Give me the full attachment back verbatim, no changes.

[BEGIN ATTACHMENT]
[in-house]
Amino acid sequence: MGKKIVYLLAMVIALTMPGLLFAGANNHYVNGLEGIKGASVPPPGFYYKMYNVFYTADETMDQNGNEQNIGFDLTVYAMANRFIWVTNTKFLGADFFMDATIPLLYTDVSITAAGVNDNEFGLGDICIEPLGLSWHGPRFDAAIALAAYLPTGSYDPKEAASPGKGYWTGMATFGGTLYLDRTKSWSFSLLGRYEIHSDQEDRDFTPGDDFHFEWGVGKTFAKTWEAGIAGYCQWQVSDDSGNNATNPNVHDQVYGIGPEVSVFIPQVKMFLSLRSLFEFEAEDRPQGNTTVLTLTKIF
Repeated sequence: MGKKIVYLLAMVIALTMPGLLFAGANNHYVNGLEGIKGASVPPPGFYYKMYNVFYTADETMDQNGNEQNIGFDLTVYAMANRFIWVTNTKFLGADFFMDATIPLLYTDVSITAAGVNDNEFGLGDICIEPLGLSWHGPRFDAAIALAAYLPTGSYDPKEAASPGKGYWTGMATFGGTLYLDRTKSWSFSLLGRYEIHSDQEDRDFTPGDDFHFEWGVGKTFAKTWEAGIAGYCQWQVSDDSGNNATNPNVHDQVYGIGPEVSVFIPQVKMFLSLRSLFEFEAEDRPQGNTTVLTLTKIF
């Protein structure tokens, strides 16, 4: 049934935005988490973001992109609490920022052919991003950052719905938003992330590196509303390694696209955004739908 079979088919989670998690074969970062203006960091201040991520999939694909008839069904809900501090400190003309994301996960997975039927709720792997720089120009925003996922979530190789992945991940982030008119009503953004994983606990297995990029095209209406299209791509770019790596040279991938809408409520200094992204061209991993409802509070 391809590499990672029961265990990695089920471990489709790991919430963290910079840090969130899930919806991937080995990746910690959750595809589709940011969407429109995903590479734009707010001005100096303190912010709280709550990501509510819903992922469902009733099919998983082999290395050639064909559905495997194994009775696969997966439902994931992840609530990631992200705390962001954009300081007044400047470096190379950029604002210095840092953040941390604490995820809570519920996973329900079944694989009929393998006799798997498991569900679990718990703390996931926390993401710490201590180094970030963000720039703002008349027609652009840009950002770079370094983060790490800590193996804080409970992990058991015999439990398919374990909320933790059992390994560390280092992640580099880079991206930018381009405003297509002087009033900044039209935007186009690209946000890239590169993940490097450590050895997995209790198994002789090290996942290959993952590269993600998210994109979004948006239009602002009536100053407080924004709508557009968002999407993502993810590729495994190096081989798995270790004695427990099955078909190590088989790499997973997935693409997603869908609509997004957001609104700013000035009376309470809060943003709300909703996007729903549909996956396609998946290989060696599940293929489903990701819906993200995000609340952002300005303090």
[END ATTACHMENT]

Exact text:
[in-house]
Amino acid sequence: MGKKIVYLLAMVIALTMPGLLFAGANNHYVNGLEGIKGASVPPPGFYYKMYNVFYTADETMDQNGNEQNIGFDLTVYAMANRFIWVTNTKFLGADFFMDATIPLLYTDVSITAAGVNDNEFGLGDICIEPLGLSWHGPRFDAAIALAAYLPTGSYDPKEAASPGKGYWTGMATFGGTLYLDRTKSWSFSLLGRYEIHSDQEDRDFTPGDDFHFEWGVGKTFAKTWEAGIAGYCQWQVSDDSGNNATNPNVHDQVYGIGPEVSVFIPQVKMFLSLRSLFEFEAEDRPQGNTTVLTLTKIF
Repeated sequence: MGKKIVYLLAMVIALTMPGLLFAGANNHYVNGLEGIKGASVPPPGFYYKMYNVFYTADETMDQNGNEQNIGFDLTVYAMANRFIWVTNTKFLGADFFMDATIPLLYTDVSITAAGVNDNEFGLGDICIEPLGLSWHGPRFDAAIALAAYLPTGSYDPKEAASPGKGYWTGMATFGGTLYLDRTKSWSFSLLGRYEIHSDQEDRDFTPGDDFHFEWGVGKTFAKTWEAGIAGYCQWQVSDDSGNNATNPNVHDQVYGIGPEVSVFIPQVKMFLSLRSLFEFEAEDRPQGNTTVLTLTKIF
């Protein structure tokens, strides 16, 4: 049934935005988490973001992109609490920022052919991003950052719905938003992330590196509303390694696209955004739908 079979088919989670998690074969970062203006960091201040991520999939694909008839069904809900501090400190003309994301996960997975039927709720792997720089120009925003996922979530190789992945991940982030008119009503953004994983606990297995990029095209209406299209791509770019790596040279991938809408409520200094992204061209991993409802509070 391809590499990672029961265990990695089920471990489709790991919430963290910079840090969130899930919806991937080995990746910690959750595809589709940011969407429109995903590479734009707010001005100096303190912010709280709550990501509510819903992922469902009733099919998983082999290395050639064909559905495997194994009775696969997966439902994931992840609530990631992200705390962001954009300081007044400047470096190379950029604002210095840092953040941390604490995820809570519920996973329900079944694989009929393998006799798997498991569900679990718990703390996931926390993401710490201590180094970030963000720039703002008349027609652009840009950002770079370094983060790490800590193996804080409970992990058991015999439990398919374990909320933790059992390994560390280092992640580099880079991206930018381009405003297509002087009033900044039209935007186009690209946000890239590169993940490097450590050895997995209790198994002789090290996942290959993952590269993600998210994109979004948006239009602002009536100053407080924004709508557009968002999407993502993810590729495994190096081989798995270790004695427990099955078909190590088989790499997973997935693409997603869908609509997004957001609104700013000035009376309470809060943003709300909703996007729903549909996956396609998946290989060696599940293929489903990701819906993200995000609340952002300005303090």